apiVersion: networking.k8s.io/v1
metadata:
  name: ingress-default-deny-all
  namespace: team-a
spec:
  podSelector: {}
ingress: []

Listing 2: Network policy that prohibits all communication with pods in a namespace

This can be implemented using a network policy for each namespace, which selects all pods from a namespace and blocks all incoming traffic. Listing 2 shows how it works: All pods are selected, but no allowed “ingress” rules are described. After that, pods within the namespace may not be accessed unless explicitly allowed, as Listing 1 shows.

If this is applied to each namespace (except initially for “kube-system”; see the next section for more information), only explicitly allowed connections between pods in the cluster can be established. This method produces a great effect with a manageable amount of effort.

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kind: NetworkPolicy
apiVersion: networking.k8s.io/v1
metadata:
  name: ingress-allow-traefik-to-access-app-a
  namespace:  team-a
spec:
  podSelector:
    matchLabels:
      app: a
  ingress:
  - ports:
      - port: 8080
    from:
      - namespaceSelector:
          matchLabels:
            namespace: kube-system
        podSelector:
          matchLabels:
            app: traefik

Listing 3: Network policy that allows inbound traffic from the ingress controller

However, what should not be forgotten is the whitelisting of traffic from

  • the ingress controller (for example NGINX or Traefik), since no further incoming requests can be made (Listing 3 demonstrates whitelisting for Traefik), and
  • the observability infrastructure, since otherwise Prometheus (Listing 4) will stop collecting application metrics, for example.

When selecting namespaces, please note that they have no labels by default. For example, to access listing 3, you need to add a “namespace: kube-system” label to the “kube-system” namespace. The advantage of assigning labels instead of names is that a label can also be assigned to multiple namespaces. This makes it possible, for example, to apply a network policy to all productive namespaces.

The simultaneous use of “namespaceSelector” and “podSelector”, as used in Listing 3 and 4, is only possible starting with Kubernetes version 1.11.

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kind: NetworkPolicy
apiVersion: networking.k8s.io/v1
metadata:
  name: ingress-allow-prometheus-to-access-db-a
  namespace: production
spec:
  podSelector:
    matchLabels:
      db: a
  ingress:
  - ports:
      - port: 9080
    from:
      - namespaceSelector:
          matchLabels:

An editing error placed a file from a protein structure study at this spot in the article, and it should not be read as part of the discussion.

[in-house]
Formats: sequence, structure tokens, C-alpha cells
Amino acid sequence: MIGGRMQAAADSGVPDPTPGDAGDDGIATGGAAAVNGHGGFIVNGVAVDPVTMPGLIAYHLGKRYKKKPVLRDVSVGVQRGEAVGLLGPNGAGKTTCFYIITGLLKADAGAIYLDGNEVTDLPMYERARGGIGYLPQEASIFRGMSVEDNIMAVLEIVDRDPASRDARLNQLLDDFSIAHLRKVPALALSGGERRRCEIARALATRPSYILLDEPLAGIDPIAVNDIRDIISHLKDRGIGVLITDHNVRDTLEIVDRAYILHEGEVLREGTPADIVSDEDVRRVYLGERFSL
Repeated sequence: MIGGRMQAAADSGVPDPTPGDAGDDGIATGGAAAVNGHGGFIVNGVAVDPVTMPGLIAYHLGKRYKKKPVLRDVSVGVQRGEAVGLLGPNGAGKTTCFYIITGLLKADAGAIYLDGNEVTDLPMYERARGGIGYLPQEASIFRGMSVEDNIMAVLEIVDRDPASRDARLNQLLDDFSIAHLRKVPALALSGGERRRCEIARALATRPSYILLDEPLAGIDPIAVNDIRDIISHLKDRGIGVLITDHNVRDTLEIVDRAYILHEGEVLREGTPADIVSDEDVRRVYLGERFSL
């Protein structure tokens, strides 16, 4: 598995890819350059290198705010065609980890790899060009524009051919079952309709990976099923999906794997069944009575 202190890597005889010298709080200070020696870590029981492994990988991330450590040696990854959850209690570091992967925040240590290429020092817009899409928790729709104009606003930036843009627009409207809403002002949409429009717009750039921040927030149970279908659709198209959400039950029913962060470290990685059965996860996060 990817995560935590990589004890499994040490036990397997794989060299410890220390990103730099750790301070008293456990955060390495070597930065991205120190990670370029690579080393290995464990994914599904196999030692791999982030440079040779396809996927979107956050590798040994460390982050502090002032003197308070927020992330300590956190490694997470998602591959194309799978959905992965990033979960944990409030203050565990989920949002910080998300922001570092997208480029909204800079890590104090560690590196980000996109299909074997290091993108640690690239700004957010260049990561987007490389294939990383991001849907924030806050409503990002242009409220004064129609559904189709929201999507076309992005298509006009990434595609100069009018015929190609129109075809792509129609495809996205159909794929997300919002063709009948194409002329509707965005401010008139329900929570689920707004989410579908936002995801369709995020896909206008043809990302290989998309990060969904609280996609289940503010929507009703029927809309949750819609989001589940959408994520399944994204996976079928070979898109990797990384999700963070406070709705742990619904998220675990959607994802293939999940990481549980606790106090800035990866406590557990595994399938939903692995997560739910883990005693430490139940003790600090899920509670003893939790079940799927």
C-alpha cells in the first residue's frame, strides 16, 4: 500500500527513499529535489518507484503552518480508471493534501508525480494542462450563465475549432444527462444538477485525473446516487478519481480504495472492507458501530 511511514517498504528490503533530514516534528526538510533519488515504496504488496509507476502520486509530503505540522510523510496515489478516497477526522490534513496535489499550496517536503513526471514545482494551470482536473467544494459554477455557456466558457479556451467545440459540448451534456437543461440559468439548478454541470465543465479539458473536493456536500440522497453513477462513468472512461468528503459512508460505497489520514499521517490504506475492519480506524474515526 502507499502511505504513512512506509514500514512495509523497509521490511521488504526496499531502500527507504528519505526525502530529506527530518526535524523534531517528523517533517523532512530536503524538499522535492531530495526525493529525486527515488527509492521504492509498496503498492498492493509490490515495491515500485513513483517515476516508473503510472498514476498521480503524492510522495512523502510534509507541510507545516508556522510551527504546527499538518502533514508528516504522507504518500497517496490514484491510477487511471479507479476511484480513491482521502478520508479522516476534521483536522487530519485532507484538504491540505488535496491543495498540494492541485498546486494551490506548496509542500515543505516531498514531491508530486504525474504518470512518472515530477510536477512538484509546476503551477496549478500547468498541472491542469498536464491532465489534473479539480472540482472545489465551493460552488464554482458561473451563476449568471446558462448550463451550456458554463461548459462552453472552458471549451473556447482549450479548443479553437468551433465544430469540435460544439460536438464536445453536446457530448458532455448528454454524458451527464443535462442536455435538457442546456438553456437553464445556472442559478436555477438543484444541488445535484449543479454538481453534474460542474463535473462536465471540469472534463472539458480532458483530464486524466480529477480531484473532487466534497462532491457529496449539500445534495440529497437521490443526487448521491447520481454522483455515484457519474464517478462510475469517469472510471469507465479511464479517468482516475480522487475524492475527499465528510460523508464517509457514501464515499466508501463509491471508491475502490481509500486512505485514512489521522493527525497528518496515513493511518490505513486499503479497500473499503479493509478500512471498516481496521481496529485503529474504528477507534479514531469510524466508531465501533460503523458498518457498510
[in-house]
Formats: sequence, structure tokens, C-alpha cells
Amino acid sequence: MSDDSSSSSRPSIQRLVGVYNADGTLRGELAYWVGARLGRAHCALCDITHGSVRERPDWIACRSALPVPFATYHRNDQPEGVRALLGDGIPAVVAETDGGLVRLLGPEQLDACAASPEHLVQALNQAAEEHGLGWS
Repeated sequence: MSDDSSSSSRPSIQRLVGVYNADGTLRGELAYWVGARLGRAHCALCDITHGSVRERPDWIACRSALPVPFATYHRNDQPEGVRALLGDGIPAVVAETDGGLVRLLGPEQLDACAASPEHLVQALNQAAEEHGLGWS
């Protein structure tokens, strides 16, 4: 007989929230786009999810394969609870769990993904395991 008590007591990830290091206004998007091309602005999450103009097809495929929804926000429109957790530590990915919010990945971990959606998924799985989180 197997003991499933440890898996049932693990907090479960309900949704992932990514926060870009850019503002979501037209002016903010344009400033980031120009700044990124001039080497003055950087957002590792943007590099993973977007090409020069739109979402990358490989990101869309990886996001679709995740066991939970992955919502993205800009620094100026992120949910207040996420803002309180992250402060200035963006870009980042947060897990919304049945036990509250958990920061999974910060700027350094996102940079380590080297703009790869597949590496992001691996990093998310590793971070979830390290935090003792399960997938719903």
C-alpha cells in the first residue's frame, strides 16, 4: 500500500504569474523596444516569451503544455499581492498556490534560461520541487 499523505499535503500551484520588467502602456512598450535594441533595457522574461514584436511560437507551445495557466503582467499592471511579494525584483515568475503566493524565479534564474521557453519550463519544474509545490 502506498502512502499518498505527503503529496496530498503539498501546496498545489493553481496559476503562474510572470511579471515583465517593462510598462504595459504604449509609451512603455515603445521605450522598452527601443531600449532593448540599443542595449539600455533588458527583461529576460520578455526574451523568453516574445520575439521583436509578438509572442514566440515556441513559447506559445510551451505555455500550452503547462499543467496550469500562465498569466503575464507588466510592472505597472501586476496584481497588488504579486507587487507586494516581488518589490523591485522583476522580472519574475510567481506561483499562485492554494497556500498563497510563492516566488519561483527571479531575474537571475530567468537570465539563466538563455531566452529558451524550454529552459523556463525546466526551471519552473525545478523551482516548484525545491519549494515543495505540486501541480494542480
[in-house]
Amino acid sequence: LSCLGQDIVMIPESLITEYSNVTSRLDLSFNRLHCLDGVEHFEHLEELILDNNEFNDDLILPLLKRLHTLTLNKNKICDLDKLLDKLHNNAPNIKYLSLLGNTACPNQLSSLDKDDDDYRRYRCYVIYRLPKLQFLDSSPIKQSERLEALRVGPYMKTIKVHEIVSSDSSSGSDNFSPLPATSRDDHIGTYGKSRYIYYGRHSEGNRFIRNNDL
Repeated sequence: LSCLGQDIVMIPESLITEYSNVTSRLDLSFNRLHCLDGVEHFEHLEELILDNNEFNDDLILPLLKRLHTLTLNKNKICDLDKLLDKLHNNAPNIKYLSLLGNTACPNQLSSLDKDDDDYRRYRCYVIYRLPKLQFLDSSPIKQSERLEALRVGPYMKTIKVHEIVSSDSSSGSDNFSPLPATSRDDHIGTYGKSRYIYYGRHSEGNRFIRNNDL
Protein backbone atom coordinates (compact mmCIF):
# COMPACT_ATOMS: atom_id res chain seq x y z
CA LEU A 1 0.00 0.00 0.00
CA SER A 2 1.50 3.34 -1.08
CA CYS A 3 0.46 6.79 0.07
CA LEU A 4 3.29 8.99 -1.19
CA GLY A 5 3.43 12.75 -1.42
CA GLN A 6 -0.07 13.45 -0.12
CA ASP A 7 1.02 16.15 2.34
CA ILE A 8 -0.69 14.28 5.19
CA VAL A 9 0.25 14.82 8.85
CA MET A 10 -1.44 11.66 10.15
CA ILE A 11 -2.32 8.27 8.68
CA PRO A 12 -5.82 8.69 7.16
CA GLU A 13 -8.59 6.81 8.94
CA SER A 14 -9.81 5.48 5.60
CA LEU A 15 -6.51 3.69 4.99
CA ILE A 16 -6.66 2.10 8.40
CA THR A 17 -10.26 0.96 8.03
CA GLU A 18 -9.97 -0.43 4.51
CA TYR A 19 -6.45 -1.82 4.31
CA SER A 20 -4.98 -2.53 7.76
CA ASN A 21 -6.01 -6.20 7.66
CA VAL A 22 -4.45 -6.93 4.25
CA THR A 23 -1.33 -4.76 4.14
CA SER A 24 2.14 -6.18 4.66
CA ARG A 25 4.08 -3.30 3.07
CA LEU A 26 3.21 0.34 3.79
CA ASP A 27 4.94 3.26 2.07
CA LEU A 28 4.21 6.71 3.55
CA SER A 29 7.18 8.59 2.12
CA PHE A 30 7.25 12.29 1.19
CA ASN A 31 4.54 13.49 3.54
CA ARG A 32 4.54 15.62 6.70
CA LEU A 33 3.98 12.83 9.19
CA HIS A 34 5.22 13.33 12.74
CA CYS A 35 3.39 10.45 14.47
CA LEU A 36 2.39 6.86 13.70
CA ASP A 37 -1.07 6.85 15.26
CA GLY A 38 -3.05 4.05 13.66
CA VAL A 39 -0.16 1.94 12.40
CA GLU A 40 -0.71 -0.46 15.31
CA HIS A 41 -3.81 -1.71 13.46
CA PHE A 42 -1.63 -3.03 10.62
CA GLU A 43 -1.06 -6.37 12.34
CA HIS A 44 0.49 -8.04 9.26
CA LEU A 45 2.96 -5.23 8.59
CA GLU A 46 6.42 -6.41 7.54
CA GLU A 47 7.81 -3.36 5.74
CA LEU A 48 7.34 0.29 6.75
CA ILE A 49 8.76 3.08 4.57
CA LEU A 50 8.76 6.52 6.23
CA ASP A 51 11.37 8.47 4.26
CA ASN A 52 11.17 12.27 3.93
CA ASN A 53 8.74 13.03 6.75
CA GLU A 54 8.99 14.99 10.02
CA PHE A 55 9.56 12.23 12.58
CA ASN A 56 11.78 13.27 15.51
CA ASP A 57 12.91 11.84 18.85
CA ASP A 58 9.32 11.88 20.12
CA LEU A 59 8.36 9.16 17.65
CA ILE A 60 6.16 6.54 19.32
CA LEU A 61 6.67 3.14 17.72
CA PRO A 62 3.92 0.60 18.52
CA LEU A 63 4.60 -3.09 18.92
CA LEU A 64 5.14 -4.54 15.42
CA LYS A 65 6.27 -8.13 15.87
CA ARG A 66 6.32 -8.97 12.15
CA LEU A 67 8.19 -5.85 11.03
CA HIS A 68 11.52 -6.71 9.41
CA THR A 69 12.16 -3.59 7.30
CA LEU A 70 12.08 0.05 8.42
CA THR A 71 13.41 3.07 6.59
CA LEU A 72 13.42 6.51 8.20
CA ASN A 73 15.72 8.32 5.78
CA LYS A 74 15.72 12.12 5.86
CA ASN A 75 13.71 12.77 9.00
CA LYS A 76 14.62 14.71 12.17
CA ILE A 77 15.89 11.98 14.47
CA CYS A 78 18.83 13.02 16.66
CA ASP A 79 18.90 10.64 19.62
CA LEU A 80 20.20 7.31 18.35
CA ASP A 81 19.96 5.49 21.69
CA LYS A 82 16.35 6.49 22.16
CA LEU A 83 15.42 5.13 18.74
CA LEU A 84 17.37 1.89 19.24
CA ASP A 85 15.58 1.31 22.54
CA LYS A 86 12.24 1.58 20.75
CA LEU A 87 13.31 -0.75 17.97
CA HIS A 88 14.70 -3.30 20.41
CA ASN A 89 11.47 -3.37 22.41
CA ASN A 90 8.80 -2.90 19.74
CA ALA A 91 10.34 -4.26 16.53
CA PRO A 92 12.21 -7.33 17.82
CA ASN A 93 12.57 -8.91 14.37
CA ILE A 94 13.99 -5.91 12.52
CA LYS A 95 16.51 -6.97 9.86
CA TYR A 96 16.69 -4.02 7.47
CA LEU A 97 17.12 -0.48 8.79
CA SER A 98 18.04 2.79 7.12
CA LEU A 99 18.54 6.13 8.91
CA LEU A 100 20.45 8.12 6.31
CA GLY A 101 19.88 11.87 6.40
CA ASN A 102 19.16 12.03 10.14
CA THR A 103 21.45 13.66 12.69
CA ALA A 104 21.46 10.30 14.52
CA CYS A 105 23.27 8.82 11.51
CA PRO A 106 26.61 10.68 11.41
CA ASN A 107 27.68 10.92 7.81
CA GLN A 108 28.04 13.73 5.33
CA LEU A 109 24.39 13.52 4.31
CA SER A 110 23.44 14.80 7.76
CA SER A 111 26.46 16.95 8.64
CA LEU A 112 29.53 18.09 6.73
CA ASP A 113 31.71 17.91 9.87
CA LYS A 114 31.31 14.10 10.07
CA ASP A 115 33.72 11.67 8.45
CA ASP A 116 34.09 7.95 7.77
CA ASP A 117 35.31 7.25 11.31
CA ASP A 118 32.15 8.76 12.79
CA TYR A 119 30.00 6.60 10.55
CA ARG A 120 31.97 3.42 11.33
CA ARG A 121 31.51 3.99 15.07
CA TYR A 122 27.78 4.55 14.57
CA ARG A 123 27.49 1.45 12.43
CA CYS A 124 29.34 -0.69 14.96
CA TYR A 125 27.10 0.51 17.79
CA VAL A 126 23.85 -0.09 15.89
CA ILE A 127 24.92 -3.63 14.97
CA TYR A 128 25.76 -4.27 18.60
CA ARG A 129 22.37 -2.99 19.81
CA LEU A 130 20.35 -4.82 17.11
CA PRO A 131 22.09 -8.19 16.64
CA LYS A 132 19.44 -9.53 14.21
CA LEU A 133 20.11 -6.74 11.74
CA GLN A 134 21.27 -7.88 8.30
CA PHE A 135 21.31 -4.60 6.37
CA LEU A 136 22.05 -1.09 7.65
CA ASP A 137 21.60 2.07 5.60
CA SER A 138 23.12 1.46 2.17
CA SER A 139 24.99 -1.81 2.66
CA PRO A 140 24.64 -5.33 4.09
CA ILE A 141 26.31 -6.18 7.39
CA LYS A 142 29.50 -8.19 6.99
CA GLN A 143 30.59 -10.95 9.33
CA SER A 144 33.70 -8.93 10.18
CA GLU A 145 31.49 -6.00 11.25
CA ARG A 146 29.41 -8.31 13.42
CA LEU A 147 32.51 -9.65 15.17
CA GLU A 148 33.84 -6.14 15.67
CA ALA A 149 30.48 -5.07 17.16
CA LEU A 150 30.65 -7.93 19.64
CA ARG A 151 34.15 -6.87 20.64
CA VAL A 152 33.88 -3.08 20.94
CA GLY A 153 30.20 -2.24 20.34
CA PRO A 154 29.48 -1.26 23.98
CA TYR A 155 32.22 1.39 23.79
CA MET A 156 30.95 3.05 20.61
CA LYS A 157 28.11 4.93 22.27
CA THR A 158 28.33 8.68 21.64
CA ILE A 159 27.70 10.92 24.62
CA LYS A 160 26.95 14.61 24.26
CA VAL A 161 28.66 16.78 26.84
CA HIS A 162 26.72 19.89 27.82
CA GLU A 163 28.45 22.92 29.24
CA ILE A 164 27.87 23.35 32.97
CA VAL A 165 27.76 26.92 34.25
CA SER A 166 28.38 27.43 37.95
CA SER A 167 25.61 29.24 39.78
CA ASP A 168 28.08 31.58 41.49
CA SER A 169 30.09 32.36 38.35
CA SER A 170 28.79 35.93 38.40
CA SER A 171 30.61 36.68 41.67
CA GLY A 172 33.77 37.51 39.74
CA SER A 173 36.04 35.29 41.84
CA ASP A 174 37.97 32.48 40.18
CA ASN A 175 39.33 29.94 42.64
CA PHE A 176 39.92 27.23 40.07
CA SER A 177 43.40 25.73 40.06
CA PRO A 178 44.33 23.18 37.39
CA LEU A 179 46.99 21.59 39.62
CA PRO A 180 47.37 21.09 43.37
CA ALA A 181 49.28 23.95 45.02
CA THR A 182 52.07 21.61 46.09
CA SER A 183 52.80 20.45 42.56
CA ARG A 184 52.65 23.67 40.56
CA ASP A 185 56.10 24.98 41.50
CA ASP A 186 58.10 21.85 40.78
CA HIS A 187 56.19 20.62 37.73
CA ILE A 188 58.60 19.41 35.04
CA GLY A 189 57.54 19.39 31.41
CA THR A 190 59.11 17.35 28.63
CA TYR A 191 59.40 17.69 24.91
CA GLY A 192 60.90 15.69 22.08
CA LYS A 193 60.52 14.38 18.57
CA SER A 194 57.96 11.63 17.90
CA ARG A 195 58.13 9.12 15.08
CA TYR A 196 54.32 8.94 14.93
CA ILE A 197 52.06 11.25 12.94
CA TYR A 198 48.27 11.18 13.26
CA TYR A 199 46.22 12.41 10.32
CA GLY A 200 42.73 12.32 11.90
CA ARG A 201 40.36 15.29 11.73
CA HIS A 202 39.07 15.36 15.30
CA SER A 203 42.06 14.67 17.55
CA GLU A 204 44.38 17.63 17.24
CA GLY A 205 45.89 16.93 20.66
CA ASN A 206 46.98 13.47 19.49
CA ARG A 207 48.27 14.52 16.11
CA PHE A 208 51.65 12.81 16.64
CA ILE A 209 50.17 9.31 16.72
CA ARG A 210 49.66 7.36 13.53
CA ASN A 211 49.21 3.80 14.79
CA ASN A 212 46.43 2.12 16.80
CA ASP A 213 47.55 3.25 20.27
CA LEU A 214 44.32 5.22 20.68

namespace: monitoring
        podSelector:
          matchLabels:
              app: prometheus
              component: server

Listing 4: Network policy that allows Prometheus to monitor an application

For advanced users: the “kube-system” namespace

As already mentioned, whitelisting the “kube-system” namespace requires some more attention than whitelisting other namespaces.

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kind: NetworkPolicy
apiVersion: networking.k8s.io/v1
metadata:
  name: allow-kube-dns-all-namespaces
  namespace: kube-system
spec:
  podSelector:
    matchLabels:
      k8s-app: kube-dns
  ingress:
    - ports:
      - protocol: UDP
        port: 53
      from:
        - namespaceSelector: {}

Listing 5: Network policy that allows the DNS service of kube-dns to be accessed

If any incoming traffic in the “kube-system” namespace is disallowed, this will affect, among other things:

  • name resolution with the DNS addon (for example, kube-dns)
  • and incoming traffic from the outside to the ingress controller, which is often operated in this namespace.
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kind: NetworkPolicy
apiVersion: networking.k8s.io/v1
metadata:
  name: ingress-allow-traefik-external
  namespace: kube-system
spec:
  podSelector:
    matchLabels:
      app: traefik
  ingress:
    - ports:
        - port: 80
        - port: 443
      from: []

Listing 6: Network policy that allows HTTP access to the Traefik ingress controller

Listing 5 shows how DNS access to the kube-dns pods can generally be authorized: UDP traffic is allowed on port 53 from all namespaces to the pods. Listing 6 shows an example of a Traefik HTTP reverse proxy, where accesses on ports 80 (this traffic is usually redirected to port 443) and 443 are allowed without needing to specify a concrete “from”.

For advanced users: Restricting outgoing traffic